Yet, we find that “the blood of the martyr has become the seed of the church.” – Tertullian.

Then in 313AD something happened that defied expectation. The Emperor Constantine converted to Christianity, instituting this doctrine as the national religion of the Roman Empire. So the saints rested from their trials for a time.

“Behold the proud, His soul is not upright in him; But the just shall live by his faith.” Habakkuk 2:4

As the church grew comfortable, church leaders gained power and prestige. Corruption entered into the ranks of the church. Schisms arose from within, the Empire split in two, and with it the church broke, separated by a wall of division. Disputes and disagreements emerged as the true message of the scriptures was lost to the Dark Ages of time. No longer was salvation a free gift, but a condition to be earned, or bought. Indulgences and acts of penance were seen as a means to work ones soul into heaven. Salvation was relegated to those who had the monetary means to deliver themselves from purgatory.

Then in 1517, a humble monk climbed upon his knees the Scala Sancta, or Holy Stairs, which tradition says Christ descended on retiring from the hall of judgment, where Pilate had passed sentence upon him. Here it was believed that at every step one could earn a year’s indulgence. So Martin Luther in hope, upon his knees, ascended the stairs, when he was startled by a sudden voice, which seemed as if it spoke from heaven, and said, “The just shall live by faith.” – (Wylie’s History of Protestantism)

Image courtesy of dan / FreeDigitalPhotos.net

In that moment, his eyes were opened. So enflamed was his soul that he took a pen to parchment, he transcribed his 95 Theses, stating that salvation is free to all who ask, and nailed them to the door of the Wittenberg Church. For that he was deemed a heretic and excommunicated from the church.

Even so, Light had dawned. Reformation had begun. From this first catalysts, sprung a myriad of reformers, bringing the people closer to the true worship of God. As a spark ignites a conflagration, the ideas spoken by these reformers burst forth upon the world, setting to flame the hearts of men.

 “And He said to them, “Go into all the world and preach the gospel to every creature. He who believes and is baptized will be saved.” Mark 16:15-16

With the advent of the printing press, word spread, bringing with it the ideas of reformation, erupting into a war of pamphlets and debates. Suddenly, the populace had access to the Word of God and with that access, free thinkers rose to reform the corruption that had plagued the church.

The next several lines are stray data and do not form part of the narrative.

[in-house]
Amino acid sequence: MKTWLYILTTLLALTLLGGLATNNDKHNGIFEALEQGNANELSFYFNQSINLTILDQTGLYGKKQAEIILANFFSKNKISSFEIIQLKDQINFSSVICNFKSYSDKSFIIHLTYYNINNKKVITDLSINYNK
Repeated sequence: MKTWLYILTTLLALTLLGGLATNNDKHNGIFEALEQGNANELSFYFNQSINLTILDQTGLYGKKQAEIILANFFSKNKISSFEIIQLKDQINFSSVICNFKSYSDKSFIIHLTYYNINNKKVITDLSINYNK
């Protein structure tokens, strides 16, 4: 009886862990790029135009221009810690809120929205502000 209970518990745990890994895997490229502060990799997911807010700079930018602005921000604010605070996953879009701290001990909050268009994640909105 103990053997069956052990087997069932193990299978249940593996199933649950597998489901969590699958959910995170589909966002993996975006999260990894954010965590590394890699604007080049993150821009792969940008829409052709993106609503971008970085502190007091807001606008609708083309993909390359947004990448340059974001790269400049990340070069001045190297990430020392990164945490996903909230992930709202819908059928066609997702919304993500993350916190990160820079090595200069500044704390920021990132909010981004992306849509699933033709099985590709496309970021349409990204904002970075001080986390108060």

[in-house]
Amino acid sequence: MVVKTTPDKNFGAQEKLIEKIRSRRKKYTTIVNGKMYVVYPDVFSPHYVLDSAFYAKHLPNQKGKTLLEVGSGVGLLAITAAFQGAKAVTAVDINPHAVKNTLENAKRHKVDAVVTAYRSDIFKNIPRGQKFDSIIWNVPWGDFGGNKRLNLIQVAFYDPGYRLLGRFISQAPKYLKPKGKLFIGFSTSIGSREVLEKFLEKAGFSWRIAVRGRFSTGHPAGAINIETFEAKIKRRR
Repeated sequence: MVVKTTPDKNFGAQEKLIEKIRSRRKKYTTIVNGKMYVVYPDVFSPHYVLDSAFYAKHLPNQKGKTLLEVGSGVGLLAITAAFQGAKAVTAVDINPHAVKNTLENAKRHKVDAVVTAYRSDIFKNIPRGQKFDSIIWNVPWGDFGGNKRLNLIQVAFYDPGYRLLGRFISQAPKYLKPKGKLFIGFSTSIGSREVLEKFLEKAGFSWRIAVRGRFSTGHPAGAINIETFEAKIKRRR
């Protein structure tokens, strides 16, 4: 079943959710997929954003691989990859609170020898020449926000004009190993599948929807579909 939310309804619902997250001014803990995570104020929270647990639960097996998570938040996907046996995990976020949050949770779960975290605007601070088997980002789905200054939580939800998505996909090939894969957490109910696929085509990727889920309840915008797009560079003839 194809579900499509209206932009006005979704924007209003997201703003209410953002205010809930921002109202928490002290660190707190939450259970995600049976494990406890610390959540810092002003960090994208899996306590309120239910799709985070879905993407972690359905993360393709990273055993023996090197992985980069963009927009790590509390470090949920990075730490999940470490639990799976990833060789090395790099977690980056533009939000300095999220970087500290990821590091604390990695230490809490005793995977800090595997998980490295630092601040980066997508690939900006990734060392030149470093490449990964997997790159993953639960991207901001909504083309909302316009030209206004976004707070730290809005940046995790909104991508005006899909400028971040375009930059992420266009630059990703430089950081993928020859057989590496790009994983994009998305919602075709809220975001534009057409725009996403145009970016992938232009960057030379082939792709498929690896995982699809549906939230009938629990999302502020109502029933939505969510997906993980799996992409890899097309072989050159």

The hearts and souls of mankind were liberated. The fetters that bound the individual, that barred the way to heaven, were lifted. Salvation was for all who asked.

Through the efforts of reformers such as John Calvin, followed closely by Jakob Arminius, and finally John Wesley, England and the entire world were swept by the fever of spiritual renewal. Traditions were put to question. A call was given to return to the true form of worship, the Upper Room kind of worship.

Methodism arose through the four-fold Christian doctrine of John Wesley. His theology stated that the Bible is the sole source of Spiritual instruction. He dismissed the manmade creeds, believing that truth was found only in the Word of God. Salvation was experiential; the work of the Spirit was to be seen in the changed life of the individual. His doctrine of Holiness spread, proclaiming a belief in prevenient grace, personal salvation by faith, the witness of the Spirit, and sanctification.

“For as we have many members in one body, but all the members do not have the same function, so we, being many, are one body in Christ, and individually members of one another.” Romans 12:4-5

On his heels, the Great Awaking emerged, reaching out across Europe gripping the souls of the New World colonies. As this methodology of personal faith emerged from the 19th-century Holiness movement, Christians, unsatisfied with the confusing doctrines and divisions within the church, pulled together, reclaiming the simplicity of fellowship in God. Many evangelical groups arose as two themes dominated the awakening church: unity in holiness and a mission to the world.

 “And let us not grow weary while doing good, for in due season we shall reap if we do not lose heart.” Galatians 6:9

As we come to worship each week, let us cherish those that came before us, to enlighten and inspire us as we lift our hearts in praise to God. Let us return to the simplicity of the Way, gathering together in unity of spirit, in one accord as our forefathers have done. May we continue in this mission of unified believers, reaching out to those in need across the community, providing a place for believers to gather in unity of Spirit.

As instructed in the Great Commission, may we encourage one another to continue in good works, tirelessly and with renewed vigor and passion, extending our hand to the people in our neighborhood, bringing in the lost, lifting fellow believers continually, until all is fulfilled. Then may the Lord say, “Well done my good and faithful servant.”

~ Susan